The Contribution of Variable Control Charts to Quality Improvement in Healthcare: A Literature Review
Authors Slyngstad L
Received 25 May 2021
Accepted for publication 31 July 2021
Published 10 September 2021 Volume 2021:13 Pages 221—230
Checked for plagiarism Yes
Review by Single anonymous peer review
Peer reviewer comments 2
Editor who approved publication: Professor Russell Taichman
Molde University College, Molde, 6410, Norway
Correspondence: Line Slyngstad
Molde University College, Britvegen 2, Molde, 6410, Norway
Tel +47 71214226
Email [email protected]
Objective: To conduct a literature review to determine where and how variable control charts have contributed to quality improvement in healthcare.
Methods: A targeted literature search of the ABI/INFORM Global, Science Direct, Medline and Google Scholar databases was conducted, which yielded 6875 papers. Screening articles on the basis of title and abstract resulted in references to 163 articles, leading to the identification of 29 articles published between 1992 and 2019 that met the inclusion criteria. Common themes, variables and units of analysis were then analyzed.
Results: Variable control charts have been applied in 11 different healthcare contexts, using 17 different variables, at various levels within healthcare organizations. The main reason for applying variable control charts is to demonstrate a process change, usually following a specific change or quality intervention. The study identified various limitations and benefits of applying variable control charts. The charts are visually easy to understand for both management and employees, but they are limited by their requirement for potentially complex and resource-intensive data collection.
Conclusion: Variable control charts contribute to quality improvement in healthcare by enabling visualization and monitoring of variations and changes in healthcare processes. The methodology has been most frequently used to demonstrate process shifts after quality interventions. There still is a great potential for more studies applying variable control charts.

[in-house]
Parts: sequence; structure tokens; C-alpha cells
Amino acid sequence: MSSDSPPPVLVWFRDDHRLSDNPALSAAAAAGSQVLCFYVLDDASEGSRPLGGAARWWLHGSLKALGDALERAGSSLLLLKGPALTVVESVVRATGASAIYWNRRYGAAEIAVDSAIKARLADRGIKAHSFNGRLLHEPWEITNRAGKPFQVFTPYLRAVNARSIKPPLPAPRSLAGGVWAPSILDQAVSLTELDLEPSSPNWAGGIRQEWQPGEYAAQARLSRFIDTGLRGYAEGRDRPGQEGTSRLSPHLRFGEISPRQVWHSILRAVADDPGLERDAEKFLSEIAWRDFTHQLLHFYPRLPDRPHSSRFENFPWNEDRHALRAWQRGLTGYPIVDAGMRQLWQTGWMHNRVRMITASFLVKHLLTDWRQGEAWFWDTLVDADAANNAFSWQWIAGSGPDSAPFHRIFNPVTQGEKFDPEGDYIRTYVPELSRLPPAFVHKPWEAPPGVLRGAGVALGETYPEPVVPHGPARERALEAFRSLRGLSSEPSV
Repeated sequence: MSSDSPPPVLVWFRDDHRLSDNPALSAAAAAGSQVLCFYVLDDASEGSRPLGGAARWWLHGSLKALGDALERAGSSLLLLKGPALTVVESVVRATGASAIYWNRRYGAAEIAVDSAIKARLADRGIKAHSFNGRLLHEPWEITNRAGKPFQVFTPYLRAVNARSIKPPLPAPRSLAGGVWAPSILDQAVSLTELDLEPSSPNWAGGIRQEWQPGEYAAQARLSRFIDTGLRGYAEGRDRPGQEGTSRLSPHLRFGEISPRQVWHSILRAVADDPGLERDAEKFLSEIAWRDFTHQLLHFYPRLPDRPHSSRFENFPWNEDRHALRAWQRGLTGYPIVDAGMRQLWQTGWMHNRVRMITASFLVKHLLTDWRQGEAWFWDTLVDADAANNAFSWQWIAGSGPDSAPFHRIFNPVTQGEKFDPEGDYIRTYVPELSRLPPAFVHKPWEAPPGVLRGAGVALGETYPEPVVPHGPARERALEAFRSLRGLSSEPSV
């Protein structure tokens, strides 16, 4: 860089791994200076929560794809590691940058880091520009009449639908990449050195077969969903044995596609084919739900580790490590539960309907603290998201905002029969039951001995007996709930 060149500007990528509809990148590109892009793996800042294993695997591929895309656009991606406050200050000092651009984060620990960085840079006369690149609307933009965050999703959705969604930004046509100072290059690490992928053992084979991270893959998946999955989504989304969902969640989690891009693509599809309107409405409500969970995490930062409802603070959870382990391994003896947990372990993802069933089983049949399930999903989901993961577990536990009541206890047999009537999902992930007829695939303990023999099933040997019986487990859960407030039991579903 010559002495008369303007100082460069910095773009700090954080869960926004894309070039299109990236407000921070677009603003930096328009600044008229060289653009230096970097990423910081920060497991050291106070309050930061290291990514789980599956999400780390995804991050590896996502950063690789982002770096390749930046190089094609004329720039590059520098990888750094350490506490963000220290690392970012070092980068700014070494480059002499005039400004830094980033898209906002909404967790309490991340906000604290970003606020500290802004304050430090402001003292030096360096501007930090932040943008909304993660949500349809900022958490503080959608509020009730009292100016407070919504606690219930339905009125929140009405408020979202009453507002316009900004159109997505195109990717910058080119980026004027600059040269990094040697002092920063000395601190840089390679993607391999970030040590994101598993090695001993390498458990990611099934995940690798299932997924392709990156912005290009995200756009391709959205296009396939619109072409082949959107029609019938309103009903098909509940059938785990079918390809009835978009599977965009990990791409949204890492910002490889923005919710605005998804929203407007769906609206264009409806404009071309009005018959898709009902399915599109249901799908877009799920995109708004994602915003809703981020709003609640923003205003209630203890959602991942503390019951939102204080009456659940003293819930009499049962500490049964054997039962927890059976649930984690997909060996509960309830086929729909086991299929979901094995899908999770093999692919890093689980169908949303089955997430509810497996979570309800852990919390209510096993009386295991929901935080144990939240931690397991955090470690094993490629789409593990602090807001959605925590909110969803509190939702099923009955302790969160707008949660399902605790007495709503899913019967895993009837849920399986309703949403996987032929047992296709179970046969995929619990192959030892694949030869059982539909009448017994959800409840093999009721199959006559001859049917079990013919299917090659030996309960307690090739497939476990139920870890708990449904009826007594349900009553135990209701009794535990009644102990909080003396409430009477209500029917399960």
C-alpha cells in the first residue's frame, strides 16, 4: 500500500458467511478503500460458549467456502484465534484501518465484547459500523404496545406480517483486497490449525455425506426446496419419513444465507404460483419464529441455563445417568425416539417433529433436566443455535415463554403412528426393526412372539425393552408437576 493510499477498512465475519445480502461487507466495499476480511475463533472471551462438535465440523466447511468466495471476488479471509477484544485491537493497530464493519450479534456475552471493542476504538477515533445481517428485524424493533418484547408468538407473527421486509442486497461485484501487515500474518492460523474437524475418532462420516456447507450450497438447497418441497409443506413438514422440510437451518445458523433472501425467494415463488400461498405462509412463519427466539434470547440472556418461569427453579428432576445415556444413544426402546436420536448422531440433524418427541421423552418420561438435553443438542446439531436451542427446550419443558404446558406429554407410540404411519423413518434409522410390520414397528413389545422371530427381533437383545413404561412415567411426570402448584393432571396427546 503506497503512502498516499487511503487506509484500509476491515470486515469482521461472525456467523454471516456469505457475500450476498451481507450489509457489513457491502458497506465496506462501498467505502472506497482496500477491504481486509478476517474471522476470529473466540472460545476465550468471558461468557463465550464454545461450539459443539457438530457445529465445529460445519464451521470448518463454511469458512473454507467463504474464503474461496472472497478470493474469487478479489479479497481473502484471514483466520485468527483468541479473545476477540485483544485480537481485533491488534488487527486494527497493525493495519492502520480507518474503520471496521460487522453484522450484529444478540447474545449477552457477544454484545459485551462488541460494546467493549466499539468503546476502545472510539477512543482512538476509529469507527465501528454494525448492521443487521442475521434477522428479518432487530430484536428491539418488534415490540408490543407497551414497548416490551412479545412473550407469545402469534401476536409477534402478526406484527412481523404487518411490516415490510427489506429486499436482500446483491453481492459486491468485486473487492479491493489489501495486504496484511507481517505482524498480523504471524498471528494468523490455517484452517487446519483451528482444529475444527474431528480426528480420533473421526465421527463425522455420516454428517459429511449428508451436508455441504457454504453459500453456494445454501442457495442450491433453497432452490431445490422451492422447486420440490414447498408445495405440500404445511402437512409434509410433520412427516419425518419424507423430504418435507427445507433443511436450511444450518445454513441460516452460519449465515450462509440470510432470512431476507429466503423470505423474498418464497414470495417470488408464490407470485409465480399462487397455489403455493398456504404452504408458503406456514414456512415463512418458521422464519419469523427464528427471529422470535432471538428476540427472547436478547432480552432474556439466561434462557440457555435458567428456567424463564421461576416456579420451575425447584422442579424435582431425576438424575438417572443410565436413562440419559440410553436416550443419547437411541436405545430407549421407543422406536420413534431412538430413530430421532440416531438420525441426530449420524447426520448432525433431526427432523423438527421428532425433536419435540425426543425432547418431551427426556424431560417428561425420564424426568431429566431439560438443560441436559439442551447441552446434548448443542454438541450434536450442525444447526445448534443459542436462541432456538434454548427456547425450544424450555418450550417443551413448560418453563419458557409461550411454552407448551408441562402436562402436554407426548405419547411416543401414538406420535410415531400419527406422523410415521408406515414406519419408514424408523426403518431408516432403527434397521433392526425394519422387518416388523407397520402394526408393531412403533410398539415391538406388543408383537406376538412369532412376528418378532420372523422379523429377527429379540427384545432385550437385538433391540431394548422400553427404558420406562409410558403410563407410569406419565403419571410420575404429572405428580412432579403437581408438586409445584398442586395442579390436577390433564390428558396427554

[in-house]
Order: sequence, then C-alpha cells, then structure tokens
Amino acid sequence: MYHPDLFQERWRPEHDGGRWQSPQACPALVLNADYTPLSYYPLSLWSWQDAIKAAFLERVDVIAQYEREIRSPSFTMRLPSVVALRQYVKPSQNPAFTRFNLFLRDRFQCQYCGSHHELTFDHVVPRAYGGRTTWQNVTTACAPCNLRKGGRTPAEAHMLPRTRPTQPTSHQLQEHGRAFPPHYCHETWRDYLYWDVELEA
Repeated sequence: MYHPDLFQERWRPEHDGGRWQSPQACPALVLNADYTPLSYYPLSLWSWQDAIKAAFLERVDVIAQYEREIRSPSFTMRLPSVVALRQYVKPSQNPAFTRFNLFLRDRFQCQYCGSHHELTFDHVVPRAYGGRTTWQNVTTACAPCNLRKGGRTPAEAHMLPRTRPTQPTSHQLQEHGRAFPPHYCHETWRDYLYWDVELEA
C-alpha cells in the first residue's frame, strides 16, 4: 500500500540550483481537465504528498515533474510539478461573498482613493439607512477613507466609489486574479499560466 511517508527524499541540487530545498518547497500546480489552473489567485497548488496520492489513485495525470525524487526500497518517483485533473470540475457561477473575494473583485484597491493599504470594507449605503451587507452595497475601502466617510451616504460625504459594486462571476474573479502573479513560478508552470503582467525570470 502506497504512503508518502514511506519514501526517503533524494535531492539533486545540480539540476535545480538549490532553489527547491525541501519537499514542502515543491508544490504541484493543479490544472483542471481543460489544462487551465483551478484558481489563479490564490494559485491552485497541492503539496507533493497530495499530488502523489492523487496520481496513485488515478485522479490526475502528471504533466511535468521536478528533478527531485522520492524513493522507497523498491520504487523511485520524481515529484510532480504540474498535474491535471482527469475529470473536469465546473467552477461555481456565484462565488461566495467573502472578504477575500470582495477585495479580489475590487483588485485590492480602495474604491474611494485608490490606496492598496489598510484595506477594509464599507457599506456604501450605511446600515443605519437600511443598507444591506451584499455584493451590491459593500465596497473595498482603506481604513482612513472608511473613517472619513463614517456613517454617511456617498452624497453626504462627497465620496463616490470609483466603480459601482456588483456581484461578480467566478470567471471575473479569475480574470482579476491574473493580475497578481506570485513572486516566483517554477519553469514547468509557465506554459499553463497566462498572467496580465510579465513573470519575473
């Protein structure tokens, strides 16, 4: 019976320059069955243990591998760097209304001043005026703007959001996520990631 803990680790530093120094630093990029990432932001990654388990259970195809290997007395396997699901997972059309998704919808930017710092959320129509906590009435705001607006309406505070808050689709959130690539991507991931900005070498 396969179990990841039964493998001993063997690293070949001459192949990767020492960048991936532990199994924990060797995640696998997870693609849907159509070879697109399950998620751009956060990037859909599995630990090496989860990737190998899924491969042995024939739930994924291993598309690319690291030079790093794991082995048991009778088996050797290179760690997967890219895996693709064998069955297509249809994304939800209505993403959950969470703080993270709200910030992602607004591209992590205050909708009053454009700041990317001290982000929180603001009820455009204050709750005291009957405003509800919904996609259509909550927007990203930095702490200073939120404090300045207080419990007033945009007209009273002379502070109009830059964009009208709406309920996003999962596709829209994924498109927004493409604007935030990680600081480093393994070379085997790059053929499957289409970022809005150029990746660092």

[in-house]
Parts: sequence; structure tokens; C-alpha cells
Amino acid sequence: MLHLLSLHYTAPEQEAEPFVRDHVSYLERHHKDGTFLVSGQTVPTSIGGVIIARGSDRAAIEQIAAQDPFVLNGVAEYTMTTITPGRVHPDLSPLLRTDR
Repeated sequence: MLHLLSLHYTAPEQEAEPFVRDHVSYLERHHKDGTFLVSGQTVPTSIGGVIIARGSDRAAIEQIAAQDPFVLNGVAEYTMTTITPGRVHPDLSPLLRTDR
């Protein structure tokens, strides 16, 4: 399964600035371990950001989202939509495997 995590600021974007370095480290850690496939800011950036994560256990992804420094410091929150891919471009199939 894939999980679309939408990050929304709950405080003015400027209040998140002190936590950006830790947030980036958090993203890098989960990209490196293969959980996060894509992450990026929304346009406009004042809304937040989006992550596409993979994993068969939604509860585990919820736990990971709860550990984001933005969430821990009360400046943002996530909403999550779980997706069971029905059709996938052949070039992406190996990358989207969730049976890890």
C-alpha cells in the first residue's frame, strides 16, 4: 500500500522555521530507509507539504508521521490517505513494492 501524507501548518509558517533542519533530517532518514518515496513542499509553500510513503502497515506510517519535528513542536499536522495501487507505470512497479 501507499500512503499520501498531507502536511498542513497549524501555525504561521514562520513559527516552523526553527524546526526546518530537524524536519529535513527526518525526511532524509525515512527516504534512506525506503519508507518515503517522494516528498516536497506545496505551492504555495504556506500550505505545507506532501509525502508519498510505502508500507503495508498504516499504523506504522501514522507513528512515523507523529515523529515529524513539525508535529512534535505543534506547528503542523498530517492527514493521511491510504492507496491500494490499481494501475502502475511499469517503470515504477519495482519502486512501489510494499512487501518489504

Keywords: statistical process control, healthcare, quality improvement
Quality of care can be defined as the
degree to which health services for individuals and population increase the likelihood of desired health outcomes and care consistent with professional knowledge.1
Quality of care can be measured through dimensions, most commonly effectiveness, safety, responsiveness, accessibility, equity and efficiency.2
In recent decades, quality improvement (QI) strategies and methods from industry have been applied more commonly to healthcare. Quality improvement involves concerted and continuous efforts to make changes that will improve patient outcomes, system performance and professional development.3 With rapid developments in technology and more complex healthcare systems, it is becoming increasingly important to apply methods to monitor whether changes lead to better quality and patient outcomes.
One of the most challenging tasks for healthcare leadership, is to control the processes leading to the desired quality. Over the last decade, researchers have demonstrated how control charts can be an efficient tool for monitoring processes and quality.
Statistical process control (SPC) methods are management tool for measuring and visualizing stability and monitoring QI from one point in time to another. These methods provide a powerful statistical tool for QI that distinguishes between special-cause variation and common variation. The literature on SPC in healthcare is growing, including literature reviews, tutorials and practitioners note, focusing on everything from general use of SPC in healthcare,4,5 to more specified topics, such as surgery6 or pressure ulcer prevention.7 Tutorials do also cover a wide range of areas such as detecting and monitoring hospital acquired infections,8 charts for data involving very large sample sizes,9 or the application of risk-adjusted control charts in health care.10
In addition, SPC is a practical tool that benefits different organizational levels, at the management level and front-line staff levels. Management refers to the leaders of healthcare organizations, and front-line staff is the employees dealing with the patients.
For the service quality to meet patients’ expectations, the process delivery must be stable and repeatable.11 Quality is sometimes best expressed through numerical measurements, such as the waiting time,12 length of stay13 or door-to-needle-time,14 where it is feasible to use variable control charts.11 These are SPC charts that use variables as a quality indicator. However, there appears to have been no previous review of the use of variable control charts in the context of health care.
The main objective of this literature review is to examine where and how variable control charts have contributed to QI in healthcare, including their objectives, outcomes, limitations, and benefits, for both management and front-line staff.
Materials and Methods
A targeted literature search in relevant databases was conducted by the author, to identify studies that meets the inclusion criteria. There was one reviewer of this article. Following sections describe the process of selecting articles included in the review.